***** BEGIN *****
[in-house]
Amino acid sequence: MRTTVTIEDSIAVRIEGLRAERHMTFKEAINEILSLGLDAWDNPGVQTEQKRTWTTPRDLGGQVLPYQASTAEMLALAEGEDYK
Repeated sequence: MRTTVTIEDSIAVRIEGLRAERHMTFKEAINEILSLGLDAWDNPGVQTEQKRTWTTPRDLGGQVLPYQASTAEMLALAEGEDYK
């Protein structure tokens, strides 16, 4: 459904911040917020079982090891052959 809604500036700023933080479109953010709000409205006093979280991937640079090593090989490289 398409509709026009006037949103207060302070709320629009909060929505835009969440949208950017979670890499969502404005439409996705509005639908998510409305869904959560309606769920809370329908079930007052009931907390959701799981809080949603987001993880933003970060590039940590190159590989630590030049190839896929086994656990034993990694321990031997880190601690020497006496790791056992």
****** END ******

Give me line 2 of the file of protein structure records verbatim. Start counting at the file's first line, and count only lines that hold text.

Amino acid sequence: MRTTVTIEDSIAVRIEGLRAERHMTFKEAINEILSLGLDAWDNPGVQTEQKRTWTTPRDLGGQVLPYQASTAEMLALAEGEDYK